Johnathan Lim, a junior biostatistics major, switched his minor from economics to public health as a result of the COVID-19 pandemic. Lim is from Singapore, and he’s seen firsthand how different countries have handled the pandemic.

“Before COVID-19, public health was extremely overlooked,” Lim says. “After graduating, I hope to take a deeper dive and help out in any COVID-19 research that can contain the pandemic as soon as possible, then the world can focus on other issues such as leukemia, Alzheimer’s, and prevention of future SARS related pandemics, to name a few.”

Growth in graduate programs

While UB’s undergraduate public health program numbers are on the rise, the growth at the graduate level is just as great.

Since 2017, enrollment in the master of public health (MPH) program has tripled, and today it has more than 200 students, many of whom are helping agencies address COVID-19.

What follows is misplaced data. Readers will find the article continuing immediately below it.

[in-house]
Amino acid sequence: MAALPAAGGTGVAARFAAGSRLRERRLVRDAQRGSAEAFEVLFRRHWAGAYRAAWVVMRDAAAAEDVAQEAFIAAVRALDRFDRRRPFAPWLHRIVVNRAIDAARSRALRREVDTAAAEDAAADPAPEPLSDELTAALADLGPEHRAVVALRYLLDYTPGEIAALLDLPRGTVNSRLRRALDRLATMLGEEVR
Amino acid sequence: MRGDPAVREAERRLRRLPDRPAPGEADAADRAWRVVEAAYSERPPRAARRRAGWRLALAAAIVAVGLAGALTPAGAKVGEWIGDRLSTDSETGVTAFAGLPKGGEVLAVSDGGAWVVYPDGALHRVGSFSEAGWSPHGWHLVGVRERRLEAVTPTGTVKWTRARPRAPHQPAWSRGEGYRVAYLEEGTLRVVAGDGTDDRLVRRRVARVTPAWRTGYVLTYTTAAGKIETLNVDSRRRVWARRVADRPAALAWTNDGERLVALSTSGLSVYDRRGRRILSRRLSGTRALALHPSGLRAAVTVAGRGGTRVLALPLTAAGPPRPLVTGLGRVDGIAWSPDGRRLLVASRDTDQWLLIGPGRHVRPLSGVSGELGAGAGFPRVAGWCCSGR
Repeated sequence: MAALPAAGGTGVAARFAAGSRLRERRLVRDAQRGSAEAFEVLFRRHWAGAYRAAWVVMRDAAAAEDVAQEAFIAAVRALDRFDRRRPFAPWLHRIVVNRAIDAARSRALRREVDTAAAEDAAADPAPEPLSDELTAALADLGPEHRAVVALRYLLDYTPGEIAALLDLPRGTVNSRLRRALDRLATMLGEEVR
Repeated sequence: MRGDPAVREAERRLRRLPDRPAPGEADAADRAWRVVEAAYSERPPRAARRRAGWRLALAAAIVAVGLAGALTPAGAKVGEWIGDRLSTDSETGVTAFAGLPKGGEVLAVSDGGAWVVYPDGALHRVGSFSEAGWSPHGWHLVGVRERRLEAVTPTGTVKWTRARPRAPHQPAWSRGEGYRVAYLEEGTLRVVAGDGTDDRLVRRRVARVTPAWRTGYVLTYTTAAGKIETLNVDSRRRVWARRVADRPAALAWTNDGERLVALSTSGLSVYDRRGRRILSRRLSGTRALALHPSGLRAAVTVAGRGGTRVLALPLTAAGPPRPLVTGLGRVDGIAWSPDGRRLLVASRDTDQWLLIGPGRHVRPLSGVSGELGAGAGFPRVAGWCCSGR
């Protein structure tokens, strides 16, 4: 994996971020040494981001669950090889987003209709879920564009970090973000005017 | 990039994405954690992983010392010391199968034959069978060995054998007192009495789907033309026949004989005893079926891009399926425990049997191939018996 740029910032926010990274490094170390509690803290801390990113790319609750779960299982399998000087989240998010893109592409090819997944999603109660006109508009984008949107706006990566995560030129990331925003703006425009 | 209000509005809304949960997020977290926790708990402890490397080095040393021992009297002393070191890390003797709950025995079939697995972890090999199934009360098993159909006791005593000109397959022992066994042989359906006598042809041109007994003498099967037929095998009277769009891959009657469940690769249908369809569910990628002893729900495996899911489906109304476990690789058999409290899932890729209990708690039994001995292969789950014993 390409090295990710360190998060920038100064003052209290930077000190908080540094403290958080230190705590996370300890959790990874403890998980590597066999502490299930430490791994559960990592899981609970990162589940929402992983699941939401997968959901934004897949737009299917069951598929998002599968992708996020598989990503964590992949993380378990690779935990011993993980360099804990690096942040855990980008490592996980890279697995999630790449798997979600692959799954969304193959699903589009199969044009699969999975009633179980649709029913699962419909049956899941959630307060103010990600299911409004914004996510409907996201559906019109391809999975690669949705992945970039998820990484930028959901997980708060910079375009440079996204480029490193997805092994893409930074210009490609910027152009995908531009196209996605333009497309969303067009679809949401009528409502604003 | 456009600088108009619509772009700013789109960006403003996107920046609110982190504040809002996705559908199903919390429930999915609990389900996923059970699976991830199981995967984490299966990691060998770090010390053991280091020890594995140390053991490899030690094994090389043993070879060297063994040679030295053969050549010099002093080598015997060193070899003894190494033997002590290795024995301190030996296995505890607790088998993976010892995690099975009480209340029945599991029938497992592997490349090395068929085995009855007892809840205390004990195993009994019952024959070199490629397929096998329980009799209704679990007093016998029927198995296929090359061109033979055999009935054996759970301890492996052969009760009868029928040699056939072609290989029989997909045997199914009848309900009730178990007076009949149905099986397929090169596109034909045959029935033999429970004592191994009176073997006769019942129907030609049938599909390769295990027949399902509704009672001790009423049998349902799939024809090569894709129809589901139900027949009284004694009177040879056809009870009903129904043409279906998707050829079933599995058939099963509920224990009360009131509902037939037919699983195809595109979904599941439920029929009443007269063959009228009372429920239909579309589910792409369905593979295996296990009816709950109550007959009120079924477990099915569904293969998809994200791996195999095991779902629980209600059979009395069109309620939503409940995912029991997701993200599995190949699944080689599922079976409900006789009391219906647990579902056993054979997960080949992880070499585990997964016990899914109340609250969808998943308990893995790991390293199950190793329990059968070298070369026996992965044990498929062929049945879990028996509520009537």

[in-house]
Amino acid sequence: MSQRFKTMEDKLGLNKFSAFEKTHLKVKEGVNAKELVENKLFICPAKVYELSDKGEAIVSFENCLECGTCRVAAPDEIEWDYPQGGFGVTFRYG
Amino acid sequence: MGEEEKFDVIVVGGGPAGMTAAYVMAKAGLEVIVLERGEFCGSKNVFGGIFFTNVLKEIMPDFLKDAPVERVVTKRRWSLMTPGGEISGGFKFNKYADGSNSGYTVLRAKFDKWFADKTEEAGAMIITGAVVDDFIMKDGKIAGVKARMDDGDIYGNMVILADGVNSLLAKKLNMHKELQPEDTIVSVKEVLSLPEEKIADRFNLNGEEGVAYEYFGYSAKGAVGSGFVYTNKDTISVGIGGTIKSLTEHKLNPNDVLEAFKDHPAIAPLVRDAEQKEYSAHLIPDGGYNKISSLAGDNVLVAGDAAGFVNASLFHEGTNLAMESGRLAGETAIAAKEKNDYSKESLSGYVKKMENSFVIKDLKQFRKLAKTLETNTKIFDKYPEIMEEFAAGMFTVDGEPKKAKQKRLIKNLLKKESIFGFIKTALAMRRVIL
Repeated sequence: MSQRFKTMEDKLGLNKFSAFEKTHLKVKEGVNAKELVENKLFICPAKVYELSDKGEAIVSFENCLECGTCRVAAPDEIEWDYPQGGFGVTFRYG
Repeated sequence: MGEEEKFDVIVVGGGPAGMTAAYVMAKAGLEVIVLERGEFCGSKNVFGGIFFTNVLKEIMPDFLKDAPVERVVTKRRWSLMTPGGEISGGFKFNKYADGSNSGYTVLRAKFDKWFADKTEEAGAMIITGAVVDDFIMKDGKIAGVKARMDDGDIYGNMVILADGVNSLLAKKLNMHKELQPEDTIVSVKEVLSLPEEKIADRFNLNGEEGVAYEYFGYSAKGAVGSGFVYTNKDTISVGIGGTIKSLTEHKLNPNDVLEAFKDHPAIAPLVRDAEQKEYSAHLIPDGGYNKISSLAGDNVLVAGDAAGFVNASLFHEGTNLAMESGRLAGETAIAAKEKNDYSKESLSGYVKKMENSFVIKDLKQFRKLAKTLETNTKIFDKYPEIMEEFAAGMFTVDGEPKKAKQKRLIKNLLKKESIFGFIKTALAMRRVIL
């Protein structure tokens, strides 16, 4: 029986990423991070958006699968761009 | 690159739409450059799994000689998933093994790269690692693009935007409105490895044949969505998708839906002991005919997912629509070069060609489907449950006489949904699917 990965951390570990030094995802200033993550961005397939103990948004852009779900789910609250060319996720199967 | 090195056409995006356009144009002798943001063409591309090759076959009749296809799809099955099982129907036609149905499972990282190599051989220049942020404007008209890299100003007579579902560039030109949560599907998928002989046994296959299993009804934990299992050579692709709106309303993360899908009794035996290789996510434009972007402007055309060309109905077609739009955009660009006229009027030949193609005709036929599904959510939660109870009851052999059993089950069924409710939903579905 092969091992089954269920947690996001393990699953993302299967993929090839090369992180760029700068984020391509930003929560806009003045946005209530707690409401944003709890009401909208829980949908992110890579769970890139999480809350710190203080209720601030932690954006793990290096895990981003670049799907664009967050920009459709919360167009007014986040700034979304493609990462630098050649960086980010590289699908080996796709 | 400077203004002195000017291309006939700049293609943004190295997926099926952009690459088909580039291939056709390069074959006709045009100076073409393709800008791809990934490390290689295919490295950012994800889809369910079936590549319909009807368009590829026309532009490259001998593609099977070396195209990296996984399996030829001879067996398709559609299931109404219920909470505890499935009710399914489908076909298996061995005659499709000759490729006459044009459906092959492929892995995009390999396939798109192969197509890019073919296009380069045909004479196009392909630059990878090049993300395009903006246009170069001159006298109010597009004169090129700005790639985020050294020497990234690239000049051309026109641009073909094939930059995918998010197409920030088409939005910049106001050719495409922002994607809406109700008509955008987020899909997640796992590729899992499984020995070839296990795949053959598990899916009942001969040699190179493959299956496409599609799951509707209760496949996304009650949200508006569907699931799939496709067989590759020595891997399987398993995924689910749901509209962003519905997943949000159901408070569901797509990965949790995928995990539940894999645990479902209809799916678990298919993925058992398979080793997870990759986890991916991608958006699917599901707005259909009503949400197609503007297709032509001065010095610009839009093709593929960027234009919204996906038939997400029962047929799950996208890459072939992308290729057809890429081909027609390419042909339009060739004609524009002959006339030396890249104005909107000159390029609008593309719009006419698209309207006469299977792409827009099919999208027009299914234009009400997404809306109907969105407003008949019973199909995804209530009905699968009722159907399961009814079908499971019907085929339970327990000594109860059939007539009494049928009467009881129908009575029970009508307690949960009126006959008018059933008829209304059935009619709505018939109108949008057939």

“They have been essential in the public health response to the pandemic,” says Kim Krytus, assistant dean/director of graduate public health programs in the School of Public Health and Health Professions.

Since March 2020, dozens of the school’s MPH students and new graduates have served on the front lines, helping health departments in Western New York and across New York State, as well as hospital systems such as Roswell Park Comprehensive Cancer Center and Erie County Medical Center, to track and report on COVID-19 transmissions and hospitalizations, Krytus adds.

They’ve also conducted contact tracing, worked on vaccine safety and effectiveness research, and assisted in COVID-19 testing and vaccine delivery. Since 2016, the school has had a 100% job placement rate for MPH graduates. “UB’s MPH grads get hired, and today there are even more job opportunities for them with the renewed focus on public health,” says Krytus. “We need as many public health professionals in the field as possible.”

UB’s School of Public Health and Health Professions launched a fully online MPH in 2019, prior to the COVID-19 pandemic, to complement its on-campus, in-person program. In developing the program, school leadership took a thoughtful approach to ensure the program would work well for online students, wherever they might be. It’s become one of the school’s fastest growing MPH concentrations, allowing students outside of the Buffalo area, and in some cases, outside of the U.S., to enroll in a program ranked 37th by U.S. News & World Report.